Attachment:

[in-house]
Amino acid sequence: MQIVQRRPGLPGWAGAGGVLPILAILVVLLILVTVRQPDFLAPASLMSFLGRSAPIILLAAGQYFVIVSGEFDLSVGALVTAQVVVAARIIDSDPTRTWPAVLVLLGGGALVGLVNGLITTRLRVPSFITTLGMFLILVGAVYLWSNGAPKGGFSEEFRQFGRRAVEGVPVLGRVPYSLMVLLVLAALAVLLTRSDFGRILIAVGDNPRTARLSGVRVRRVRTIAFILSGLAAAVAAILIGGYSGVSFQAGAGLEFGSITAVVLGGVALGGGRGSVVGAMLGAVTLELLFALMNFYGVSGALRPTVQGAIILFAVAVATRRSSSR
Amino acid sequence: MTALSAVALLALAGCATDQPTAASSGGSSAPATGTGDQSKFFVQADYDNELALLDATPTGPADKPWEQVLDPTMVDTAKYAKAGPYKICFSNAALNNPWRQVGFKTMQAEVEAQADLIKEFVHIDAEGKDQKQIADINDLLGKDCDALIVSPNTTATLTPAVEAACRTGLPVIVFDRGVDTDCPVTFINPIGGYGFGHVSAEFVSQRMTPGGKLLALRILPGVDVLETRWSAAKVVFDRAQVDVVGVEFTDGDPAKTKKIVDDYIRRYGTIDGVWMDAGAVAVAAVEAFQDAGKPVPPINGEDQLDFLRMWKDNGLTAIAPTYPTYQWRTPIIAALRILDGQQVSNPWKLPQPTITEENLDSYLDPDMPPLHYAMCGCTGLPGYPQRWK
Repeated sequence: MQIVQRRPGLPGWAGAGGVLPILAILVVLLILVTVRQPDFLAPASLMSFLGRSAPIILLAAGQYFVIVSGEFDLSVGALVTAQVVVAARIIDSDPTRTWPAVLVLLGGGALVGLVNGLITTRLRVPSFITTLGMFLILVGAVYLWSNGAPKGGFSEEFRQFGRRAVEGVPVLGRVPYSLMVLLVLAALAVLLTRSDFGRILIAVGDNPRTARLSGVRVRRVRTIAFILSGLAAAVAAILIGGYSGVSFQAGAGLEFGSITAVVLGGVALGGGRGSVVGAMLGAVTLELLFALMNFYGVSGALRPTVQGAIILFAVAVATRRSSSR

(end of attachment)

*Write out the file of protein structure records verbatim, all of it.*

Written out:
[in-house]
Amino acid sequence: MQIVQRRPGLPGWAGAGGVLPILAILVVLLILVTVRQPDFLAPASLMSFLGRSAPIILLAAGQYFVIVSGEFDLSVGALVTAQVVVAARIIDSDPTRTWPAVLVLLGGGALVGLVNGLITTRLRVPSFITTLGMFLILVGAVYLWSNGAPKGGFSEEFRQFGRRAVEGVPVLGRVPYSLMVLLVLAALAVLLTRSDFGRILIAVGDNPRTARLSGVRVRRVRTIAFILSGLAAAVAAILIGGYSGVSFQAGAGLEFGSITAVVLGGVALGGGRGSVVGAMLGAVTLELLFALMNFYGVSGALRPTVQGAIILFAVAVATRRSSSR
Amino acid sequence: MTALSAVALLALAGCATDQPTAASSGGSSAPATGTGDQSKFFVQADYDNELALLDATPTGPADKPWEQVLDPTMVDTAKYAKAGPYKICFSNAALNNPWRQVGFKTMQAEVEAQADLIKEFVHIDAEGKDQKQIADINDLLGKDCDALIVSPNTTATLTPAVEAACRTGLPVIVFDRGVDTDCPVTFINPIGGYGFGHVSAEFVSQRMTPGGKLLALRILPGVDVLETRWSAAKVVFDRAQVDVVGVEFTDGDPAKTKKIVDDYIRRYGTIDGVWMDAGAVAVAAVEAFQDAGKPVPPINGEDQLDFLRMWKDNGLTAIAPTYPTYQWRTPIIAALRILDGQQVSNPWKLPQPTITEENLDSYLDPDMPPLHYAMCGCTGLPGYPQRWK
Repeated sequence: MQIVQRRPGLPGWAGAGGVLPILAILVVLLILVTVRQPDFLAPASLMSFLGRSAPIILLAAGQYFVIVSGEFDLSVGALVTAQVVVAARIIDSDPTRTWPAVLVLLGGGALVGLVNGLITTRLRVPSFITTLGMFLILVGAVYLWSNGAPKGGFSEEFRQFGRRAVEGVPVLGRVPYSLMVLLVLAALAVLLTRSDFGRILIAVGDNPRTARLSGVRVRRVRTIAFILSGLAAAVAAILIGGYSGVSFQAGAGLEFGSITAVVLGGVALGGGRGSVVGAMLGAVTLELLFALMNFYGVSGALRPTVQGAIILFAVAVATRRSSSR